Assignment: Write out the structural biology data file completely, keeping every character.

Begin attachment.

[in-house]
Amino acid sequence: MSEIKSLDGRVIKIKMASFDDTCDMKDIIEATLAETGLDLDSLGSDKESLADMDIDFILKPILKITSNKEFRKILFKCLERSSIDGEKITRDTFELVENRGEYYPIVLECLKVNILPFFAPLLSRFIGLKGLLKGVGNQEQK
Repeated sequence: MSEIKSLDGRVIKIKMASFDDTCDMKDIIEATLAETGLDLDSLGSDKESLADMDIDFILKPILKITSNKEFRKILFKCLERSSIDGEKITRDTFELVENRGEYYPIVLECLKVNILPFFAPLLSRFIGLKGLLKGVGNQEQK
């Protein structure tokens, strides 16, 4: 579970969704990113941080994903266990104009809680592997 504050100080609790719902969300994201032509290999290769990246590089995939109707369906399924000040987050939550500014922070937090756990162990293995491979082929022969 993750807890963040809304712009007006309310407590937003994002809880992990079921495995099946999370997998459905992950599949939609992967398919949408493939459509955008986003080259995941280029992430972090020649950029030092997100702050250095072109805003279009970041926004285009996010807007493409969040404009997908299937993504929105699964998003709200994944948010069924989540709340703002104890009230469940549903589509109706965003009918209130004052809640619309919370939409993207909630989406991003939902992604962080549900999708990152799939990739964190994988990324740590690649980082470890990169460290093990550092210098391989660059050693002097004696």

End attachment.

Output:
[in-house]
Amino acid sequence: MSEIKSLDGRVIKIKMASFDDTCDMKDIIEATLAETGLDLDSLGSDKESLADMDIDFILKPILKITSNKEFRKILFKCLERSSIDGEKITRDTFELVENRGEYYPIVLECLKVNILPFFAPLLSRFIGLKGLLKGVGNQEQK
Repeated sequence: MSEIKSLDGRVIKIKMASFDDTCDMKDIIEATLAETGLDLDSLGSDKESLADMDIDFILKPILKITSNKEFRKILFKCLERSSIDGEKITRDTFELVENRGEYYPIVLECLKVNILPFFAPLLSRFIGLKGLLKGVGNQEQK
């Protein structure tokens, strides 16, 4: 579970969704990113941080994903266990104009809680592997 504050100080609790719902969300994201032509290999290769990246590089995939109707369906399924000040987050939550500014922070937090756990162990293995491979082929022969 993750807890963040809304712009007006309310407590937003994002809880992990079921495995099946999370997998459905992950599949939609992967398919949408493939459509955008986003080259995941280029992430972090020649950029030092997100702050250095072109805003279009970041926004285009996010807007493409969040404009997908299937993504929105699964998003709200994944948010069924989540709340703002104890009230469940549903589509109706965003009918209130004052809640619309919370939409993207909630989406991003939902992604962080549900999708990152799939990739964190994988990324740590690649980082470890990169460290093990550092210098391989660059050693002097004696």